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June Monthly Meeting Recap:

Our 2023 June Monthly Meeting was held on the 2nd at 7:30 a.m. at the Watershed Center

Wild Ones: Native Plants, Natural Landscapes

Eric Fuselier, an environmental scientist specializing in plant selection, presented “The Importance of Species Selection for Improving Stormwater Quality with Native Plants.” 

Mr. Fuselier explained that stormwater runoff from impervious surfaces oftentimes carries pollutants into local waterways and creates ‘flashy flows.’ If untreated, runoff often causes streambank erosion which leads to murky water, carries pollutants that affect water quality and delicate stream life, and can affect drinking water supplies. He said the Three S’s of stormwater management techniques are Soak it Up, Spread it Out, and Slow it Down, and this can be done with the help of native plants.
CWEP on Twitter: "Happy Friday, everyone! Remembering the 3 S's of stormwater management can help keep our watersheds clean and healthy. What can you do to help soak it up, spread itLow Impact Development techniques include:

  • rain gardens
  • bioswales
  • grass swales, vegetated swales, wet swales
  • dry and wet detention ponds
  • filter strips
  • green roofs

Native plants in these areas help filter contaminants with their extensive root systems. They also help support the local food web. Mr. Fuselier said using native plants is helping to “reweave the web of life” by bringing back some of the habitats that have been lost to urban development.

Fuesiler said native plants help break down pollutants by a process called phytodegradation that allows them to incorporate the nutrients into the plant tissues and use them as “food.” They also break down contaminants in the soil through the microbial activity that is enhanced by the presence of the rhizosphere called Phytosimulation.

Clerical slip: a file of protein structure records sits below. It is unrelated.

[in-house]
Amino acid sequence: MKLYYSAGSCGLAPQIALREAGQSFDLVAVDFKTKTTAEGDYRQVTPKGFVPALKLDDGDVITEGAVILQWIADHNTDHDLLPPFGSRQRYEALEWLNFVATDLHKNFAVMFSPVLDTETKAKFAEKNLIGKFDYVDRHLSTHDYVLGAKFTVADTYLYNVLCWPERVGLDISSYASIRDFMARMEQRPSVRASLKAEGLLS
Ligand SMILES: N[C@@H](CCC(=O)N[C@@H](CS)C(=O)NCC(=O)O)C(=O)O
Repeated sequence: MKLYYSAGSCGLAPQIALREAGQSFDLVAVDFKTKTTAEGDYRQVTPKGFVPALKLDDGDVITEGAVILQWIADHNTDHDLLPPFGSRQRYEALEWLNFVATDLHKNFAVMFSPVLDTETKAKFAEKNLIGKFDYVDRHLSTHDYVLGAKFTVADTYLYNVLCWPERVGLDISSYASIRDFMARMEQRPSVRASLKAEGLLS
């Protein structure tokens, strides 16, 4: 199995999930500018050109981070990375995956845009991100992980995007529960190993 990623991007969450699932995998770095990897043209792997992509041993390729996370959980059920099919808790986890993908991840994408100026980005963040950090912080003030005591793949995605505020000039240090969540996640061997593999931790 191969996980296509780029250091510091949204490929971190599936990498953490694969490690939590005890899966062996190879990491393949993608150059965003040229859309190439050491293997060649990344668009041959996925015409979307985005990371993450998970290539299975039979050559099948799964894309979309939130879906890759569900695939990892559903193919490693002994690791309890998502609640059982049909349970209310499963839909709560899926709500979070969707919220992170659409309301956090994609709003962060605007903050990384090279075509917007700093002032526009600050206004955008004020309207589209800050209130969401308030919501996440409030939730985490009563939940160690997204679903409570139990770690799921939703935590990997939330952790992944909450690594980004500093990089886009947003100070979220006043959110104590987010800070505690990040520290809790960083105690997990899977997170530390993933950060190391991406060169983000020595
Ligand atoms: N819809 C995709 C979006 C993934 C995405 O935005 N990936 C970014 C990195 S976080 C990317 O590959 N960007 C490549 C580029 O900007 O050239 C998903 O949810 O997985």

Some of the best native plants to use in these areas are Big Blue Stem Little Blue Stem, Switch Grass, Indian Grass, Honey Locust, Side Oats Gramma, Eastern Gama Grass, Common Rush, Elm Leaf Goldenrod, Arrowhead, Black Willow, Sandbar Willow.

Examples of these stormwater management techniques being used successfully in Arkansas include the Van Buren Golf Course, Hickory Creek Marina at Beaver Lake, Osage Park in Bentonville, Thunder Chicken Trailhead, Lake Atlanta in Rogers, and the Blue Cross Blue Shield Office in Springdale. Mr. Fuselier works at the Olsson office in Fayetteville, Arkansas, and can be reached by email: [email protected]. Fassnight Creek Stormwater Improvements | HDR

National Weather Service Update 

Megan Terry with the National Weather Service gave a presentation of Spring Weather Highlights that included precipitation, storm events, drought, climate outlook, flood inundation mapping, and safety outreach. Terry said precipitation in Springfield for the year is around normal at 20 inches. However, other areas in Southwest Missouri have departures from normal as much as 8 inches less and twelve inches more. She reported a storm event on March 23-24 that included strong wind gusts, dumping 5-6 inches of rain in the area in a five-hour period, and another rain event on April 14th with very large hail. Next, she showed the latest drought monitor of the area, and Greene County was currently in no drought!

Precipitation for the next seven days should average a half inch with near-normal temperatures. The climate outlook for June-August shows just above-normal chances of precipitation and normal temperatures. A Flood Inundation Mapping Tool for the nation will be live in 2024. NWS Safety Outreach campaigns include heat, hurricane, floods, and lightning.

Regional Updates

Todd Wilkinson with James River Basin Partnership said registration is open online for the River Rescue Saturday, June 10. Christy Wilder said more Watershed Natives Plants and Pints sales are on, including June 16 at 4×4 Brewing in Fremont Hills. See further event details on our Facebook page!